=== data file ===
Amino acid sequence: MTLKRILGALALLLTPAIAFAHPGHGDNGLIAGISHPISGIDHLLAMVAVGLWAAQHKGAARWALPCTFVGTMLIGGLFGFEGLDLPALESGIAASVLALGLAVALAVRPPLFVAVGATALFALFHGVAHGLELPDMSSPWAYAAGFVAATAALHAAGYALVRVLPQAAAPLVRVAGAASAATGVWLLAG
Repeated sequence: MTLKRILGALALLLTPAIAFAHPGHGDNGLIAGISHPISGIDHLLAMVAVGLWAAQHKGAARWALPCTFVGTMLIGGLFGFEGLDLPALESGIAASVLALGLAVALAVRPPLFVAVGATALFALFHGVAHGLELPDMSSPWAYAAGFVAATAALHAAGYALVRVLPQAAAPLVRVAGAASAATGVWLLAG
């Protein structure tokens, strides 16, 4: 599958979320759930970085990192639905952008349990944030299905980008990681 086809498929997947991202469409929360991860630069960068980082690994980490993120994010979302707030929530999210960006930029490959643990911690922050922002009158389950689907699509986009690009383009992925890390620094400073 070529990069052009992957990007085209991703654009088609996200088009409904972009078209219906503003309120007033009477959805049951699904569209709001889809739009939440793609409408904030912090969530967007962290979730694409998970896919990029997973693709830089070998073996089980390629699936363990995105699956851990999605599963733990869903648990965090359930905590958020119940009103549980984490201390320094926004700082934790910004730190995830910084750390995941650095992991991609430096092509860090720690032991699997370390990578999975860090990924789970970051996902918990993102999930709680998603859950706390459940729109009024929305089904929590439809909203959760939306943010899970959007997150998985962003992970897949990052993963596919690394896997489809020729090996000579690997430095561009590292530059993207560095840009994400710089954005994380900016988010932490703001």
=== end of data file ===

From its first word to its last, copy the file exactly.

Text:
Amino acid sequence: MTLKRILGALALLLTPAIAFAHPGHGDNGLIAGISHPISGIDHLLAMVAVGLWAAQHKGAARWALPCTFVGTMLIGGLFGFEGLDLPALESGIAASVLALGLAVALAVRPPLFVAVGATALFALFHGVAHGLELPDMSSPWAYAAGFVAATAALHAAGYALVRVLPQAAAPLVRVAGAASAATGVWLLAG
Repeated sequence: MTLKRILGALALLLTPAIAFAHPGHGDNGLIAGISHPISGIDHLLAMVAVGLWAAQHKGAARWALPCTFVGTMLIGGLFGFEGLDLPALESGIAASVLALGLAVALAVRPPLFVAVGATALFALFHGVAHGLELPDMSSPWAYAAGFVAATAALHAAGYALVRVLPQAAAPLVRVAGAASAATGVWLLAG
């Protein structure tokens, strides 16, 4: 599958979320759930970085990192639905952008349990944030299905980008990681 086809498929997947991202469409929360991860630069960068980082690994980490993120994010979302707030929530999210960006930029490959643990911690922050922002009158389950689907699509986009690009383009992925890390620094400073 070529990069052009992957990007085209991703654009088609996200088009409904972009078209219906503003309120007033009477959805049951699904569209709001889809739009939440793609409408904030912090969530967007962290979730694409998970896919990029997973693709830089070998073996089980390629699936363990995105699956851990999605599963733990869903648990965090359930905590958020119940009103549980984490201390320094926004700082934790910004730190995830910084750390995941650095992991991609430096092509860090720690032991699997370390990578999975860090990924789970970051996902918990993102999930709680998603859950706390459940729109009024929305089904929590439809909203959760939306943010899970959007997150998985962003992970897949990052993963596919690394896997489809020729090996000579690997430095561009590292530059993207560095840009994400710089954005994380900016988010932490703001």